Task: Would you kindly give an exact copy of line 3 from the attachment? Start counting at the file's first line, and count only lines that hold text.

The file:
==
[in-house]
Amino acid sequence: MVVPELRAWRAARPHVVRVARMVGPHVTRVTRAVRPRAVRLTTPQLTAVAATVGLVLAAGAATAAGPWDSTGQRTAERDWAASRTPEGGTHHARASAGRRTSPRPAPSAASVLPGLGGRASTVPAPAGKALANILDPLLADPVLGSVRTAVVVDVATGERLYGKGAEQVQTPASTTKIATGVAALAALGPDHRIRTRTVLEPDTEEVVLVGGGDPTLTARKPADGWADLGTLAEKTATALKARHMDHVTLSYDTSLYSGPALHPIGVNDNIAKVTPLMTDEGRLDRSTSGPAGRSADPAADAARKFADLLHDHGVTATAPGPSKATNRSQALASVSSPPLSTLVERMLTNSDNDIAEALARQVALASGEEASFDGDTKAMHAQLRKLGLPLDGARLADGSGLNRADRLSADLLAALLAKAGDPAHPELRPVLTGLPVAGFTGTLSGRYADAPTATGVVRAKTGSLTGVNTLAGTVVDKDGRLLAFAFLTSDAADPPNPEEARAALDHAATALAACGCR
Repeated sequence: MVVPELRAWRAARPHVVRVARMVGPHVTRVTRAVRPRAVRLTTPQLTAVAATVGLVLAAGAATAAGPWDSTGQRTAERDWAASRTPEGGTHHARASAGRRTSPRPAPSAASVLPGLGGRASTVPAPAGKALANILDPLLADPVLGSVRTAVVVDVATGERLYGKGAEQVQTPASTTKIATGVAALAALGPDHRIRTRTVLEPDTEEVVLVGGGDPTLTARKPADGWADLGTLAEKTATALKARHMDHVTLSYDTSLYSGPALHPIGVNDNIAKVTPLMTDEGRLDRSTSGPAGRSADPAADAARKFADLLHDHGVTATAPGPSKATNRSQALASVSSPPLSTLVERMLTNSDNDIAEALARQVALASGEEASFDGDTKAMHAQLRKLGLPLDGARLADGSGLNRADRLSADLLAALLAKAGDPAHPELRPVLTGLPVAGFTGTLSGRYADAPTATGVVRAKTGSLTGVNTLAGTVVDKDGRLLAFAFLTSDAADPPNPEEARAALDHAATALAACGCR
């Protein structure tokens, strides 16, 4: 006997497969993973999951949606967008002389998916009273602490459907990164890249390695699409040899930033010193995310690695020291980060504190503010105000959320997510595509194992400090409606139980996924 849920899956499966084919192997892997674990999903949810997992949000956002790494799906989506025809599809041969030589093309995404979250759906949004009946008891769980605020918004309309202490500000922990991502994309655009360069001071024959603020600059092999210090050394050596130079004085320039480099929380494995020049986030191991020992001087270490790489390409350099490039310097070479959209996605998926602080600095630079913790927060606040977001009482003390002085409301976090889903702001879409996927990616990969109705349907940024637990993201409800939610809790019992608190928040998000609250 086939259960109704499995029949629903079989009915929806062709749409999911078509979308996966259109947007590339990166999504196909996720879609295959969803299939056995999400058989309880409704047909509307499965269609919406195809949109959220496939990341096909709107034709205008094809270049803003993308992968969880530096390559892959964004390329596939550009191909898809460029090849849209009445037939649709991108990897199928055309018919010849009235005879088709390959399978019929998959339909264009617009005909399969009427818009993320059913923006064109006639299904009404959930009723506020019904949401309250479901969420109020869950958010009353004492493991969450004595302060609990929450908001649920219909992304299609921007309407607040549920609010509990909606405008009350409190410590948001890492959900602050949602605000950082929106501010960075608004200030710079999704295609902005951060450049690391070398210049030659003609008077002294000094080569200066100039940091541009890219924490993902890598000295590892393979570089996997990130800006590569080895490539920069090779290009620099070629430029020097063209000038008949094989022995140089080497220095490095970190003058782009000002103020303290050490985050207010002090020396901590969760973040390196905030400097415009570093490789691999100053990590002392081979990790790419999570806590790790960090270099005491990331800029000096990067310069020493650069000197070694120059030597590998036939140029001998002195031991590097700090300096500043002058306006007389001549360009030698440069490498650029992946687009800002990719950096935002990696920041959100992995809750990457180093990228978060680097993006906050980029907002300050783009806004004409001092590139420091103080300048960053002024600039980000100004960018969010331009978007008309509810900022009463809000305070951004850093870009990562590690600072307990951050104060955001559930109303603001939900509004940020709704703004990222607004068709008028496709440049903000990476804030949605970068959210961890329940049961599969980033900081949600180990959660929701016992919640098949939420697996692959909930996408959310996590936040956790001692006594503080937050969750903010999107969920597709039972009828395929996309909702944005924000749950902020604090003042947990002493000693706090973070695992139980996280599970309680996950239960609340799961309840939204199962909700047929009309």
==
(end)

Repeated sequence: MVVPELRAWRAARPHVVRVARMVGPHVTRVTRAVRPRAVRLTTPQLTAVAATVGLVLAAGAATAAGPWDSTGQRTAERDWAASRTPEGGTHHARASAGRRTSPRPAPSAASVLPGLGGRASTVPAPAGKALANILDPLLADPVLGSVRTAVVVDVATGERLYGKGAEQVQTPASTTKIATGVAALAALGPDHRIRTRTVLEPDTEEVVLVGGGDPTLTARKPADGWADLGTLAEKTATALKARHMDHVTLSYDTSLYSGPALHPIGVNDNIAKVTPLMTDEGRLDRSTSGPAGRSADPAADAARKFADLLHDHGVTATAPGPSKATNRSQALASVSSPPLSTLVERMLTNSDNDIAEALARQVALASGEEASFDGDTKAMHAQLRKLGLPLDGARLADGSGLNRADRLSADLLAALLAKAGDPAHPELRPVLTGLPVAGFTGTLSGRYADAPTATGVVRAKTGSLTGVNTLAGTVVDKDGRLLAFAFLTSDAADPPNPEEARAALDHAATALAACGCR